Cooking it is rather simple.
Ingredient: washed rice, green peas, some rice wine (or white wine), touch of salt and a piece of dried kelp (or instant bouillon).
First, put rice and rice wine in a rice cooker and then add water (appropriate quantities for the rice). Put the rest of ingredients and switch on the cooker!
*If you don’t have a rice cooker, cook it the way you usually do. However, the total amount of liquid should be about 10-20% more than the amount of rice.
I went to a restaurant with my soccer-watching friends yesterday, and we raised a toast to the Japanese national soccer team.
In 1997, we had a dinner to celebrate the team’s win in the final Asian qualifiers for the World Cup in France. We had not got together on the theme of soccer since then.
It seems like only yesterday that we had the dinner, but it was thirteen years ago.
Each member had changes in life during that period.
One of them switched companies. He had an elementary school boy and kindergarten girl. Now his son is a college student, and his daughter is in high school.
One of the others is a mother of a seven-year old son. Her son who joins a soccer team watches this World Cup games intently. She said that he knows more about players than she does.
The other started a vast range of activities besides working.
Come to think of it, it's been a long thirteen years. There have been many ups and downs. I’ve been stuck in the similar job but broke into a new business field nine years ago, and I work in a very different setting.
I couldn’t imagine my present self in 1997.
How did your life go during the past thirteen years?
Originally, the word “critical period (臨界期)” was used in Ethology, study of animal behavior, in 1960’s. It means the period when imprinting is observed in certain species, for example young birds. Typical form of imprinting is that newly hatched chicks follow the moving object they see first.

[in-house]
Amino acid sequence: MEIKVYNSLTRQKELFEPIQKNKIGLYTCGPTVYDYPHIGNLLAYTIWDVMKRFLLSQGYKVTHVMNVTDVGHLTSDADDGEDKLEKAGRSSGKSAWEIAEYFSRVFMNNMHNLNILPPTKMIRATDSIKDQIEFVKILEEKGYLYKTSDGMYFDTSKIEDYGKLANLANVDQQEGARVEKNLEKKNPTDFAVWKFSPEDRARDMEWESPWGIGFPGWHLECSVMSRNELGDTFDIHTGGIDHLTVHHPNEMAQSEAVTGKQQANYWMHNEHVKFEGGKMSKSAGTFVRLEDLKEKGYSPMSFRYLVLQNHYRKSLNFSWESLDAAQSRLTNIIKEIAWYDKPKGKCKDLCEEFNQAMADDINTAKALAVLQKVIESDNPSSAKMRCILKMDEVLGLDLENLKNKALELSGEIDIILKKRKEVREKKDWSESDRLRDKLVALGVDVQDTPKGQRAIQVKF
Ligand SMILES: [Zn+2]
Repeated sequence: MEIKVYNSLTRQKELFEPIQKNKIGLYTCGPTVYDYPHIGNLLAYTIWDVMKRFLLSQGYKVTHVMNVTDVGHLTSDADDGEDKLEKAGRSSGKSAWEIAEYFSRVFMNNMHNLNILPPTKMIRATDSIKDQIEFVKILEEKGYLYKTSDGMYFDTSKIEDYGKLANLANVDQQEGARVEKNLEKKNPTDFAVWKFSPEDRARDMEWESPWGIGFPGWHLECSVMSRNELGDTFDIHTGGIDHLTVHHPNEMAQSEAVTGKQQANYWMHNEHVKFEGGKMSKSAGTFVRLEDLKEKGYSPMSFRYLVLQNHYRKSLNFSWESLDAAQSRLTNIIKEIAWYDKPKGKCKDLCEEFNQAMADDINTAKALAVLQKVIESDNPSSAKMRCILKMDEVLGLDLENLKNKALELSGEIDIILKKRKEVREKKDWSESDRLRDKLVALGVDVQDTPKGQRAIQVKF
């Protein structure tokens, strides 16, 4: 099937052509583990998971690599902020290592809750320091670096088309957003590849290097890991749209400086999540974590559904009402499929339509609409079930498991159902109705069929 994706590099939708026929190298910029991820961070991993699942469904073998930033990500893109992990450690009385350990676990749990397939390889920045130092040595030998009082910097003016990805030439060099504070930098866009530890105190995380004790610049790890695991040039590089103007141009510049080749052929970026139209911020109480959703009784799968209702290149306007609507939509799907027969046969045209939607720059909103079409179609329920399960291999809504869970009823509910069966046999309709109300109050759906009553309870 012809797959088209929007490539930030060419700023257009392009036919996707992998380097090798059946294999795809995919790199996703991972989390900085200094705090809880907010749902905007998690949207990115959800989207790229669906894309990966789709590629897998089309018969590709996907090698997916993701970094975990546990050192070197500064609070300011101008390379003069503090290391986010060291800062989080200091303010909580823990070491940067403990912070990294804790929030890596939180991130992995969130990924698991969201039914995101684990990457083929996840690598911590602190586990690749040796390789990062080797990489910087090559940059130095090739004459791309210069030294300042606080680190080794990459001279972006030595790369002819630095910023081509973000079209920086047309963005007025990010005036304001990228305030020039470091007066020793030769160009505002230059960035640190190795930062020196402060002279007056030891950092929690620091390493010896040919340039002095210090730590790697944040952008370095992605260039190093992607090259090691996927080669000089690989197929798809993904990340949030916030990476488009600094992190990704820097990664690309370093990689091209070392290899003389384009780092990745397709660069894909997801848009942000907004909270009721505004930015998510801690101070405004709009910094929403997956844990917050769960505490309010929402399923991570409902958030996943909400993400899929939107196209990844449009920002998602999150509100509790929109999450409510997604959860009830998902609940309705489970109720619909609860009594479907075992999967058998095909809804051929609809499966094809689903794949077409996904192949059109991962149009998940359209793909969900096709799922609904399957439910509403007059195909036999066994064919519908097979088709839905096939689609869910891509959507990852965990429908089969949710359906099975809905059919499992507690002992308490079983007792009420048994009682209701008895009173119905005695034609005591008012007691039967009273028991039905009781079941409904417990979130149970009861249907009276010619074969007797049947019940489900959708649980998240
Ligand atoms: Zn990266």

The concept of the critical period was applied to the human (first) language acquisition. You may think of second language acquisition when you hear the word. Some people casually refer to the period like this: unless one learns foreign language before 9 years old, one never speaks it fluently. However, it seems that critical period effects in second language learning is less widely accepted in linguistics.
My coworkers and I jestingly say that computer programming might involve a critical period. We hypothesize that if you don’t start to produce a program before 25, you never write a smart one. The concept of the period could be extended to the programming because one writes the command in ‘computer language'. (Only joking....)
I’m writing the program by trial and error in front of the screen.
The past few weeks, I’ve been dealing with producing a program that I’m going to use sometime after the autumn. I made a simple program few years ago, but I’m a complete beginner.
Eventually, I finished the basic parts yesterday, and at the same time, I found a major defect in it.
Oh my goodness!
My burden is far from over.
I usually love to learn new things, and I hope the programming will bring me much joy though I’m well past the critical period.
Today, I ice-skated after a long, long interval.
Nice to meet you. This is Kinakinw.
When I first looked over an ice rink, in the early afternoon on a weekday, I faltered because all I saw were skilled skaters who were training.
Then, I felt insecure about my ability to skate.
It’s considered that the human memory can be classified into two categories. One is declarative memory consisting of semantic (meanings) and episodic (times, places) memory, and the other is procedural memory.